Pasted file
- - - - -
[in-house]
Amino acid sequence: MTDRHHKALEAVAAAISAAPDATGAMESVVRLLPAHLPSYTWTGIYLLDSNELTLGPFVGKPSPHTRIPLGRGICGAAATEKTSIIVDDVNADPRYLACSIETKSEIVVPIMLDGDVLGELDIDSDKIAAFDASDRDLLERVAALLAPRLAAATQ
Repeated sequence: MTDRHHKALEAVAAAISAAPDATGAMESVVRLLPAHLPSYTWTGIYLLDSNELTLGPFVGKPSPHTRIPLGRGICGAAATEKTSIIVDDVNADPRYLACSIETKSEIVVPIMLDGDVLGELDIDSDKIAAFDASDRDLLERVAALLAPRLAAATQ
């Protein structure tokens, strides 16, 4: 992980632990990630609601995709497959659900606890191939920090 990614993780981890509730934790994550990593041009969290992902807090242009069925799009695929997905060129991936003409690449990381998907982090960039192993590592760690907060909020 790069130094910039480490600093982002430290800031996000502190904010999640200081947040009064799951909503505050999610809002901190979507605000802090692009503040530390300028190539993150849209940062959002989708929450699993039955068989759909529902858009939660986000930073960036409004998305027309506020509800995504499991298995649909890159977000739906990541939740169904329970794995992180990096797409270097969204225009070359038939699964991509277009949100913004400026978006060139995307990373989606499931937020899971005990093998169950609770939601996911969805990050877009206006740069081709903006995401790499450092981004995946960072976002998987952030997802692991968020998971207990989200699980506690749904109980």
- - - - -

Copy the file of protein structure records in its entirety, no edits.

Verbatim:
[in-house]
Amino acid sequence: MTDRHHKALEAVAAAISAAPDATGAMESVVRLLPAHLPSYTWTGIYLLDSNELTLGPFVGKPSPHTRIPLGRGICGAAATEKTSIIVDDVNADPRYLACSIETKSEIVVPIMLDGDVLGELDIDSDKIAAFDASDRDLLERVAALLAPRLAAATQ
Repeated sequence: MTDRHHKALEAVAAAISAAPDATGAMESVVRLLPAHLPSYTWTGIYLLDSNELTLGPFVGKPSPHTRIPLGRGICGAAATEKTSIIVDDVNADPRYLACSIETKSEIVVPIMLDGDVLGELDIDSDKIAAFDASDRDLLERVAALLAPRLAAATQ
């Protein structure tokens, strides 16, 4: 992980632990990630609601995709497959659900606890191939920090 990614993780981890509730934790994550990593041009969290992902807090242009069925799009695929997905060129991936003409690449990381998907982090960039192993590592760690907060909020 790069130094910039480490600093982002430290800031996000502190904010999640200081947040009064799951909503505050999610809002901190979507605000802090692009503040530390300028190539993150849209940062959002989708929450699993039955068989759909529902858009939660986000930073960036409004998305027309506020509800995504499991298995649909890159977000739906990541939740169904329970794995992180990096797409270097969204225009070359038939699964991509277009949100913004400026978006060139995307990373989606499931937020899971005990093998169950609770939601996911969805990050877009206006740069081709903006995401790499450092981004995946960072976002998987952030997802692991968020998971207990989200699980506690749904109980």